While I had not fully considered those perspectives on what was happening in-game, it didn’t help in the way I was hoping. Three weeks into testing, I was finally able to have a heart-to-heart with one of my oldest (and non-gamin-est) testers. I had to figure out why he still didn’t know what was going on after 3 games. After a lot of poking and prodding, I was able to determine that part of his problem was rooted in understanding when he should be doing these things that he didn’t quite understand. It was this second piece of the puzzle that clued me in to the real problem. With no theme, most of our actions OR their timing lacked a recognizable reason. With no reasons, he couldn’t formulate a game plan and was just sitting there, waiting for others to tell him what to do. Poop.
This realization forced my hand. I had been sitting on a potential theme for the game for a couple of weeks. It worked perfectly into the mechanics and added a fun story to get people interested in the game. I didn’t want to use it because it wasn’t quite in line with the family-friendly goal of Lagniappe Games. Unfortunately, with player fun on the line and a fast approaching deadline for the competition, I HAD to go with the best option: DRAGONS. Let’s try that comparison game again:
Each turn, you will pick up your stack of cards, choose your favorite card and place it in front of you, and then pass the rest of the stack of cards to your left. That number at the top of the card is the number of “time counters” that you place on the card when you play it in front of you, and the one on the bottom is the value (Victory Points) at the end of the game. So, on each turn you will: 1) remove 1 counter from all of your cards, 2) choose a new card, 3) pause – because some abilities trigger at the end of the turn, 4) pass your hand. When the last counter is taken off of your card, you will perform any abilities written on the card and then place it face down in your score pile. Now, be careful: you only have 3 slots in which to work on those cards, the game ends when all cards are gone from all hands, and anything left unfinished in front of you counts against your score at the end of the game.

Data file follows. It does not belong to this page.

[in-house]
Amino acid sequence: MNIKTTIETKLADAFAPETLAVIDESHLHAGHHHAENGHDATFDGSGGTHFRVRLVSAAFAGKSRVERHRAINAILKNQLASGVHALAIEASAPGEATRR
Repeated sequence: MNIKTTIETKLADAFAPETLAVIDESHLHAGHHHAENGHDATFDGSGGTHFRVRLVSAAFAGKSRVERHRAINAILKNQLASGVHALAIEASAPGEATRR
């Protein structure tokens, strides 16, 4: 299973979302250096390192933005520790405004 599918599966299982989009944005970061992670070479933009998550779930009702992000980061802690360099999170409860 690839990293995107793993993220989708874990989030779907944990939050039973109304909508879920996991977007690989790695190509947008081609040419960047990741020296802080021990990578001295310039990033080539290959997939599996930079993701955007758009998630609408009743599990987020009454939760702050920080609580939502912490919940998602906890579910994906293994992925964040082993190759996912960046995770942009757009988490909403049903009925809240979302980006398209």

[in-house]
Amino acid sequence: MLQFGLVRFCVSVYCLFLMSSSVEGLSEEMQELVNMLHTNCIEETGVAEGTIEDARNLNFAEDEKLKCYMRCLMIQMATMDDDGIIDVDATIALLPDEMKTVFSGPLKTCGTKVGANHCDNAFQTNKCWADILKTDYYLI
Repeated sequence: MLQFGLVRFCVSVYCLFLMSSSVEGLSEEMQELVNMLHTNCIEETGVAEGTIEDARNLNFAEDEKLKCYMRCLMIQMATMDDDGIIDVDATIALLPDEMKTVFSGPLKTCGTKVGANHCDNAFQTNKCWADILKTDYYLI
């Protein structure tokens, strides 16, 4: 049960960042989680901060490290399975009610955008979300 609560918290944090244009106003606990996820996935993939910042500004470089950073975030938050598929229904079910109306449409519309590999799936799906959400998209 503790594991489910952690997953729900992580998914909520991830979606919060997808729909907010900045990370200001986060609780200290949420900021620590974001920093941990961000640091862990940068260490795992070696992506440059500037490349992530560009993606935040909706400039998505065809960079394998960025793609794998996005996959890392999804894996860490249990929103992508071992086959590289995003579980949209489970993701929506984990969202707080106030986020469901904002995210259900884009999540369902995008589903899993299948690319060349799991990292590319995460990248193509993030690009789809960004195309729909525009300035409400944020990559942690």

You are all kings and queens of your kingdoms. Ambassadors and Scouts estimate that a great war will arrive on your castle gates in roughly 12 days. Therefore, you seek to build the most powerful army on the continent in that short time. Fortunately, there are vendors who regularly rotate through the kingdoms carrying precious dragon eggs. With no limit of money, a mass of Beast Masters, Handlers, and Sorcerers to do the dirty work, and 3 hatcheries, you set out to make the most of your short time. Each day a new vendor will come and go, offering up your choice of eggs. Each egg requires a certain amount of time to incubate and specific hatchery preparations before the dragon can hatch. So, you must carefully budget your time and space. Complicating matters more, some of these eggs have powerful abilities which can help other eggs or suck the very life out of them.
*I did leave them both a little vague and short to speed this along*
Forget the ease of understanding, just look at how much of the process can be inferred through setting. New players figured out how to “draft” just because I called the hands vendors which rotate every day and said you’re buying an egg from them! Theme also gave me a fun way to give players the restrictions on the game without having to stop and say, “Oh, by the way. . .” 12 days (turns), 3 hatcheries, cost and actual work aren’t an issue for a king / queen, etc. Holy smokes!
Well, this is running a little longer than expected, but I think I got my point across. If you are having trouble with comprehension of your rules, turn progression, etc. consider your theme. Make sure your theme permeates the rules – don’t use game jargon and take your players out of the story. Most of all – have fun with it! Thanks for reading today, and please share YOUR thoughts 😀